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Positive feedback after digital workshop

The first digital workshop in the NORHED II project was successful, and developing simulation-based training is on schedule despite pandemic challenges.

Publisert: Endret:
Gertrude Mwalabu
Gertrude Mwalabu, Dean at the School of Nursing, Kamuzu University of Health Sciences in Malawi

The principal investigator in Malawi for the NORHED II project - Gertrude Mwalabu - is impressed with the workshop organization, the content, the cooperation and the communication that took place during the recent digital simulation-based education workshop. She is the Dean at the School of Nursing, Kamuzu University of Health Sciences.

Together with Kilimanjaro Christian Medical University College in Tanzania and University of Stavanger they are working on strengthening the capacity and quality of nursing and midwifery education through implementing simulation-based health education.

- The digital workshop was well planned and well attended. We have challenges with the internet in Africa, but we are very appreciative to our Norwegian partners who were very supportive with internet bundles through the project. Our clinical teaching will definitely improve, says Mwalabu.

The participants were selected based on their clinical expertise and competence. According to Mwalabu all of them are important in clinical teaching and for the implementation of the simulation-based education project, and should therefore be a part of the simulation-based training for the next five years of the project implementation.

Practice

The follow-up practical sessions of the digital workshop were requested with the aim of continuously getting better at relevant aspects and skills required for the implementation of the project. Accordingly, the practical element was a central part of the digital workshop. The purpose is to help the participants to remember the key components and aspects of the follow-up training.

- To improve skills in simulation-based education we need to practice. When you only listen you remember parts of what is being said, but not everything. When you both listen and practice you remember even more. That is going to be reinforced with the follow-up clinical training because it will consist more of practical than theoretical knowledge, says Mwalabu.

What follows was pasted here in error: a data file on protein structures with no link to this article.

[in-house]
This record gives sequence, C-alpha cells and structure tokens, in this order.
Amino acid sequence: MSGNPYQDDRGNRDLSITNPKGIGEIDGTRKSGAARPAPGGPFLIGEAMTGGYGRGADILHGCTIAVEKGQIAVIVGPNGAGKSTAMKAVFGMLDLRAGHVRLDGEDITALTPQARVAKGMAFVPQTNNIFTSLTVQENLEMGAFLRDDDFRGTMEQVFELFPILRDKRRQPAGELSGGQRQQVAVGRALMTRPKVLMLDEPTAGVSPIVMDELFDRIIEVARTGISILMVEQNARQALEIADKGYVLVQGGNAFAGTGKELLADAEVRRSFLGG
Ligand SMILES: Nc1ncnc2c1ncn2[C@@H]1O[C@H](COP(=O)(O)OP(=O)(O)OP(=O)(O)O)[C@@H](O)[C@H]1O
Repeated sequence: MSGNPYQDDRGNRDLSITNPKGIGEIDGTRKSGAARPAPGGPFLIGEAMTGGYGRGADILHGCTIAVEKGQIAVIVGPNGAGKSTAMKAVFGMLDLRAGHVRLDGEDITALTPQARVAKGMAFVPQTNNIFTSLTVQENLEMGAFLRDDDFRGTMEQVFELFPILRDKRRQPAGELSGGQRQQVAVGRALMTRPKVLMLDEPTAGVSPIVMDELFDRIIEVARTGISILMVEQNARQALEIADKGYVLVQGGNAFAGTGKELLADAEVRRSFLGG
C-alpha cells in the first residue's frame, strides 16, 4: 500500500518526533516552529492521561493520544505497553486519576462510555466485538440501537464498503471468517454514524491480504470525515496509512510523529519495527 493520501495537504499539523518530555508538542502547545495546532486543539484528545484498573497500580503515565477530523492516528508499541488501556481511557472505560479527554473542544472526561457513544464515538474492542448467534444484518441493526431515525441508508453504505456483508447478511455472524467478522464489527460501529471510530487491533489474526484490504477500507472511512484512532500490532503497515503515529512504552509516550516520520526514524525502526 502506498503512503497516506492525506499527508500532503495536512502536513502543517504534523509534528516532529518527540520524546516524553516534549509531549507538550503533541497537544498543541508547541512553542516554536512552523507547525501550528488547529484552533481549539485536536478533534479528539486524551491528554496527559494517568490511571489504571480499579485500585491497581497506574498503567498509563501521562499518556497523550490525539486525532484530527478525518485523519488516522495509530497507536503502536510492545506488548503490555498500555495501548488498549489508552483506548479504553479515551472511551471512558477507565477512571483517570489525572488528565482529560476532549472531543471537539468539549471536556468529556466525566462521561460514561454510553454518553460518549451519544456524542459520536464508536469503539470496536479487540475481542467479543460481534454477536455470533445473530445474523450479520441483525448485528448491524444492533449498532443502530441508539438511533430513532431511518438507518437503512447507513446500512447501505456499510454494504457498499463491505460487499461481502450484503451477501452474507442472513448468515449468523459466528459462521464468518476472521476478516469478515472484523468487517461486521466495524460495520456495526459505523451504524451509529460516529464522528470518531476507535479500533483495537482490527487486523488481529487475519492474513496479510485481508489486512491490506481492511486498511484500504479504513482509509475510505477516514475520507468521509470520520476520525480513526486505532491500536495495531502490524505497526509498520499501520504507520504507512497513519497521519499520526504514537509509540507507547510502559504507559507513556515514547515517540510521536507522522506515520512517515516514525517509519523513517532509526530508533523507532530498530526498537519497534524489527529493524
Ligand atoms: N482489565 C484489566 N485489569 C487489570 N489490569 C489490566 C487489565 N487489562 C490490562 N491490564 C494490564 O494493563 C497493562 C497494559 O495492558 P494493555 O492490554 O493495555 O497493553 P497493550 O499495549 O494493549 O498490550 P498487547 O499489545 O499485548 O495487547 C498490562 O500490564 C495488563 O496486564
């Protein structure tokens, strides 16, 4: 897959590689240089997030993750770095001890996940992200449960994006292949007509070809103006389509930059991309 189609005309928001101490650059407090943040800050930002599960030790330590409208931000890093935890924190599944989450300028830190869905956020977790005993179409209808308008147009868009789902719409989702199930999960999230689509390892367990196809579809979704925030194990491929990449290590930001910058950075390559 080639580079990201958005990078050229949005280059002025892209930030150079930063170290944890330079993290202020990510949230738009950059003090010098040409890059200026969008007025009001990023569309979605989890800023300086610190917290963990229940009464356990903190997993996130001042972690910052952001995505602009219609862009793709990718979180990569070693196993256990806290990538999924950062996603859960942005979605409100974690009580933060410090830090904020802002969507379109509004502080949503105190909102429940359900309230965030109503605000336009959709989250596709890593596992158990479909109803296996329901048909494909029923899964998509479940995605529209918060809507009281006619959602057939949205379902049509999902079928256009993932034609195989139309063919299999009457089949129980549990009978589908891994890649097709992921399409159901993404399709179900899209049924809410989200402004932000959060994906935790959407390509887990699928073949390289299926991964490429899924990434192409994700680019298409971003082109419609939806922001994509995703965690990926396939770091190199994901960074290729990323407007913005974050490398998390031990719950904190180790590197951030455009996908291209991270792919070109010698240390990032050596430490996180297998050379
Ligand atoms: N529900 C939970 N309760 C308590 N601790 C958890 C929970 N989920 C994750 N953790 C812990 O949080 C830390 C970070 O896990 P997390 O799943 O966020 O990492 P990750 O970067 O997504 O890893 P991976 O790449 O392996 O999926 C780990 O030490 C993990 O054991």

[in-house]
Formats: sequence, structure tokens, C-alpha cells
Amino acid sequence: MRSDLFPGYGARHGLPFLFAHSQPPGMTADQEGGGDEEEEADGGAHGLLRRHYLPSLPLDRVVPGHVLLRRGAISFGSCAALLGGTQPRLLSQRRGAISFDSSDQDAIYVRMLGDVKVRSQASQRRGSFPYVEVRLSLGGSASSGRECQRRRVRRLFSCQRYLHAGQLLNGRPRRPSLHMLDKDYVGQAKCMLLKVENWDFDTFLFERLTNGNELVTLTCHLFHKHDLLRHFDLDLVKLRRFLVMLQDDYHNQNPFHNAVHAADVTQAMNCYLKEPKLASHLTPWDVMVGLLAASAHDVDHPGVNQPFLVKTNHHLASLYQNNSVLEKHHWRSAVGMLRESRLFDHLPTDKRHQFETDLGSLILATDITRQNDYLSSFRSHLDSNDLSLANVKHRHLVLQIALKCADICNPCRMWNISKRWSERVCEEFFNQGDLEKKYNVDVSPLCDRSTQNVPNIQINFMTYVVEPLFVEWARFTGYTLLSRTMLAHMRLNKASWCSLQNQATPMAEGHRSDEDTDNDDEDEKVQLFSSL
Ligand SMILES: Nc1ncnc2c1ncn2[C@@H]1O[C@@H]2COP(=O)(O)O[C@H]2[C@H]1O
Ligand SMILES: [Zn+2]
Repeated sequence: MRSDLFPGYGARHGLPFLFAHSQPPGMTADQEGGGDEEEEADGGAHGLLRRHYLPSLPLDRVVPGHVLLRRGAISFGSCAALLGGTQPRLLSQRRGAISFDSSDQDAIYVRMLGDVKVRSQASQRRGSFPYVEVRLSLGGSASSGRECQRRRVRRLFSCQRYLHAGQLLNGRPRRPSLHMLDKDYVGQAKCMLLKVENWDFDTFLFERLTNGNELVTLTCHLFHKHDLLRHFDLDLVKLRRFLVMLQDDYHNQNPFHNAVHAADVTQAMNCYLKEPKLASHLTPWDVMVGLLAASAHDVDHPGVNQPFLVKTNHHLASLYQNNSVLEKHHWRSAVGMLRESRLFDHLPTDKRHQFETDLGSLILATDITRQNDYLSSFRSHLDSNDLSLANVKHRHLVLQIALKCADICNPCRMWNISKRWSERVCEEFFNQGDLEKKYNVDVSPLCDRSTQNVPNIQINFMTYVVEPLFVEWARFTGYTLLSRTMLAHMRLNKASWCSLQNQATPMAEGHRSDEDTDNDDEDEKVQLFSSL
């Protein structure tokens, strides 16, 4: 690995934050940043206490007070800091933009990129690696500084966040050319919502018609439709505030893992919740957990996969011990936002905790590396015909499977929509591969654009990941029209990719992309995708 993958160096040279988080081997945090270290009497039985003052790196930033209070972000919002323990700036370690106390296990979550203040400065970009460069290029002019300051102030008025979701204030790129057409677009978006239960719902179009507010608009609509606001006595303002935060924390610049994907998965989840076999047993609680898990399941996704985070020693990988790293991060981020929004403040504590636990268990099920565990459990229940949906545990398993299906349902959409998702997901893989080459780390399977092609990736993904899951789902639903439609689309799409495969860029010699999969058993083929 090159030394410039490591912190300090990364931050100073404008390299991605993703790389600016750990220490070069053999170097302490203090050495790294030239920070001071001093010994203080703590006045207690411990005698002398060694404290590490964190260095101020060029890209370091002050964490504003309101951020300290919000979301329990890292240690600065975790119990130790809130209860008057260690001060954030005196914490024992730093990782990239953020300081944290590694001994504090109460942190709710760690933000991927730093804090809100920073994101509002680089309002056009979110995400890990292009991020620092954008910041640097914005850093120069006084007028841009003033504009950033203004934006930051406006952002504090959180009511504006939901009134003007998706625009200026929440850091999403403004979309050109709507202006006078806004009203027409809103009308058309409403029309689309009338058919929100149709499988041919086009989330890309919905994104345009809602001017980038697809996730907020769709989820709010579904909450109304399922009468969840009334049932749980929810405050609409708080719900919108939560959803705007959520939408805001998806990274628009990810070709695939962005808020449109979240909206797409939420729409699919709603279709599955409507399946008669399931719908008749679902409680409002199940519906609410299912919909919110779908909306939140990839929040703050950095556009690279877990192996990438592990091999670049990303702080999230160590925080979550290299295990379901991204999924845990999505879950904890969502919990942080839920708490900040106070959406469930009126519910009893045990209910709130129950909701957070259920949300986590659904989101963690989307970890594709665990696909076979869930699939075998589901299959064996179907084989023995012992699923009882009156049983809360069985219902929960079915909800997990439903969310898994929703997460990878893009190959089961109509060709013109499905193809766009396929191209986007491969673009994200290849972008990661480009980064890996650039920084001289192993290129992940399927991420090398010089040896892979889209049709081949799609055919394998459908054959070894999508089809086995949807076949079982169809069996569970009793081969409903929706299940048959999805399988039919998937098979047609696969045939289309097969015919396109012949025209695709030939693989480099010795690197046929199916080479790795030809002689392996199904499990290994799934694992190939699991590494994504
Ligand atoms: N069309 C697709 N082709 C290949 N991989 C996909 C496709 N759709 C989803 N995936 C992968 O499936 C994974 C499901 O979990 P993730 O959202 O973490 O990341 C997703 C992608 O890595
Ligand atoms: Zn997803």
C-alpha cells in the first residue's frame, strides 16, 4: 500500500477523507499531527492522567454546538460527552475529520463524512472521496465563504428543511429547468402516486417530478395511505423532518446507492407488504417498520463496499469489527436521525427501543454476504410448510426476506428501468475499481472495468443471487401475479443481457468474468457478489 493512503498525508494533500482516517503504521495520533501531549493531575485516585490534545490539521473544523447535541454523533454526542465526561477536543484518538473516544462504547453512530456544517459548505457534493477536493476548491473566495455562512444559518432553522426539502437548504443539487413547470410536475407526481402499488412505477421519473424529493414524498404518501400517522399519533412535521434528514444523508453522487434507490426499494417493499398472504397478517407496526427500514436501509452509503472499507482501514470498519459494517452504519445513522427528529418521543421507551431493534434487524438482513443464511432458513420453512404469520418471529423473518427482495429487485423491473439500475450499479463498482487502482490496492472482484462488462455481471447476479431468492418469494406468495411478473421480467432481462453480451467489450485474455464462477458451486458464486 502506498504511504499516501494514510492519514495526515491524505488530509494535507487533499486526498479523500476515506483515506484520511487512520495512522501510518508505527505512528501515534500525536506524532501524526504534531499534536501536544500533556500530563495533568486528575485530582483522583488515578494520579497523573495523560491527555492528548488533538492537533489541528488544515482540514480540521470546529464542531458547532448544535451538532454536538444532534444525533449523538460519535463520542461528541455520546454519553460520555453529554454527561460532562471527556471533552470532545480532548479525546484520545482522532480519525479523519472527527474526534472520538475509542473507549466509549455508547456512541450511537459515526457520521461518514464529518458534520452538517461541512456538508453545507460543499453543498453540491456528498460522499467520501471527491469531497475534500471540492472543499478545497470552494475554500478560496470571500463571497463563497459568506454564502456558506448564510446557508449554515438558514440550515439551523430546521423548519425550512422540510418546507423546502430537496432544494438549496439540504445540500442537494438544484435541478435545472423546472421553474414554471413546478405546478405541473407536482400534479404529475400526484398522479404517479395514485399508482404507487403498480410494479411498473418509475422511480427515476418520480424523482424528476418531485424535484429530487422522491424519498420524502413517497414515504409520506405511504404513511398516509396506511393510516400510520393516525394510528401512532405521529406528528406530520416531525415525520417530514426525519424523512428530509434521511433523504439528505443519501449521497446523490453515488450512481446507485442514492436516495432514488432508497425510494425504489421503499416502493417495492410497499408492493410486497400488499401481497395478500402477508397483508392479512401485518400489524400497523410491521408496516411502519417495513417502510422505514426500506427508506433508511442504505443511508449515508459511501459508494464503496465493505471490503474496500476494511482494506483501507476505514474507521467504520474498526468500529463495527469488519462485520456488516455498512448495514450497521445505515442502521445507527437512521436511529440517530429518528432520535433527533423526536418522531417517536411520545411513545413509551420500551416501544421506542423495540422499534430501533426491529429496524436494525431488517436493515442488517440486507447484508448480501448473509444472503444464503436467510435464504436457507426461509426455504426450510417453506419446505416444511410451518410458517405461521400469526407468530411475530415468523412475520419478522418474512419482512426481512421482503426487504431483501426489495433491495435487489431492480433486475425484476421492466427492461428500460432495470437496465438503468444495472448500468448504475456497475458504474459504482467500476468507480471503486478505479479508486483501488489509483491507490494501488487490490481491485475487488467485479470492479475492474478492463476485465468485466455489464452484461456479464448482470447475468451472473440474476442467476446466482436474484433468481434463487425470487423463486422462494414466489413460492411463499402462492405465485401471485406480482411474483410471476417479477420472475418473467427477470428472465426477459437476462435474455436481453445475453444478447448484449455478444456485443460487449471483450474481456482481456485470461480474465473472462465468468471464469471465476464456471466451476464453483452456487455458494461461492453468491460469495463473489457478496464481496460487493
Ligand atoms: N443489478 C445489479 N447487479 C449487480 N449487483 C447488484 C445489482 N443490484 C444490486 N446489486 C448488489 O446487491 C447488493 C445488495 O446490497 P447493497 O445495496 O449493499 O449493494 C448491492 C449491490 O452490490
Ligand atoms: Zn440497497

The simulation- based education is not entirely new. In the curricular documents simulation is mentioned, but is not emphasized. The simulation-based components will be reinforced during curricula review.

- We are implementing it as soon as possible and all trained clinical instructors are going to implement their skills and knowledge gained, which in turn we hope will improve clinical teaching. This is a six years project and simulation will therefore be reinforced in the nursing and midwifery programs with the support of the Registrar of Nurses and Midwives Council of Malawi because she is one of the trained facilitators of simulation-based education. The ultimate goal is better qualified health personnel, says Mwalabu.

Use of simulation scenarios

By following the simulation-based scenarios that are going to be available, students can improve their knowledge and skills. The scenarios will be facilitated by faculty members and clinical instructors. This is different from the regular training. The element of coming up with scenarios and setting objectives was missing, which is one of the key elements in simulation according to Mwalabu. She emphasized that they have previous experience with simulation-based training, though it was far from as ideal as the one in the simulation-based education project.

- Now we have an improved version of simulation as a teaching method at the university. Before this project, the experience was like trying to give the students skills, but not according to the definition of simulation. It is important to understand that simulation is about mimicking the real clinical environment, says Mwalabu.

Ingrid Tjoflåt
Ingrid Tjoflåt is the project leader and is Dosent at Faculty of Health Sciences at University of Stavanger

Digital workshops because of covid-19

The project leader at the University of Stavanger is Ingrid Tjoflåt.

How did you prepare for the digital workshop?

- Teaching plan and relevant pre-reading was provided the managements team in both Tanzania and Malawi well in advance. The management teams ensure that the participants got access to the program and theoretical material and organised the workshops locally. Participant list was provided to the faculty at the University of Stavanger. The collaboration was very good both during the preparation phase and the workshop, says Tjoflåt.

How did the pandemic challenge project execution and how did you adjust project execution?

- The plan was to follow up with practical simulation sessions during visits by UiS to Malawi and Tanzania in November, but the visits are postponed until mid-February 2022 due to the pandemic situation. It was then important to find digital solutions to follow up the subjects taught in the first workshop. The management team both at Kamuzu university of Health Sciences and Kilimanjaro Medical University College emphasized that it was very important with follow up to further improve the participants competencies, says Tjoflåt.

Separate digital practical sessions related to simulation- based education will be conducted both in the end of October, November, December and January with the same participants as during the workshop. In February the virtual session will be replaced by real practical sessions.

Text: Eigil Kloster Osmundsen

Facts

Partners

Kamuzu College of Nursing in Malawi, Kilimanjaro Christian Medical University College in Tanzania and University of Stavanger (UiS)

Project manager

Ingrid Tjoflåt

Funding

NORHED II

Budget

NOK 18,7 million

Project period

2021 - 2026